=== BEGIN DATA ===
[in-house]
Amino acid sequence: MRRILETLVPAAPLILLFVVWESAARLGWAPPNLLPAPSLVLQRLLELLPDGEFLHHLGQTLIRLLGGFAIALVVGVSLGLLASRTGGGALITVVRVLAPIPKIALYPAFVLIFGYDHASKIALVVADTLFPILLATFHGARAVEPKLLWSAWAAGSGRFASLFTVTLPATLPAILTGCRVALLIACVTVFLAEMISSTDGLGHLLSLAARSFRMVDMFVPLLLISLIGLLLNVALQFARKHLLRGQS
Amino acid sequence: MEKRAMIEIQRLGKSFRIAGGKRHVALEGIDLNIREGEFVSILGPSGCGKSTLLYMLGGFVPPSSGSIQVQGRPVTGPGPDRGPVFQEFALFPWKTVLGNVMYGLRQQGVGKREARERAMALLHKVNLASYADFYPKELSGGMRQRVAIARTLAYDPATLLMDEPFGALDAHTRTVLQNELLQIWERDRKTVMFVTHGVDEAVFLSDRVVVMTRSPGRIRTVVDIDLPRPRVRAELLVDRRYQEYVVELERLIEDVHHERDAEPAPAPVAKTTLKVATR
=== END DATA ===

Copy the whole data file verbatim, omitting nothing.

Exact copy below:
[in-house]
Amino acid sequence: MRRILETLVPAAPLILLFVVWESAARLGWAPPNLLPAPSLVLQRLLELLPDGEFLHHLGQTLIRLLGGFAIALVVGVSLGLLASRTGGGALITVVRVLAPIPKIALYPAFVLIFGYDHASKIALVVADTLFPILLATFHGARAVEPKLLWSAWAAGSGRFASLFTVTLPATLPAILTGCRVALLIACVTVFLAEMISSTDGLGHLLSLAARSFRMVDMFVPLLLISLIGLLLNVALQFARKHLLRGQS
Amino acid sequence: MEKRAMIEIQRLGKSFRIAGGKRHVALEGIDLNIREGEFVSILGPSGCGKSTLLYMLGGFVPPSSGSIQVQGRPVTGPGPDRGPVFQEFALFPWKTVLGNVMYGLRQQGVGKREARERAMALLHKVNLASYADFYPKELSGGMRQRVAIARTLAYDPATLLMDEPFGALDAHTRTVLQNELLQIWERDRKTVMFVTHGVDEAVFLSDRVVVMTRSPGRIRTVVDIDLPRPRVRAELLVDRRYQEYVVELERLIEDVHHERDAEPAPAPVAKTTLKVATR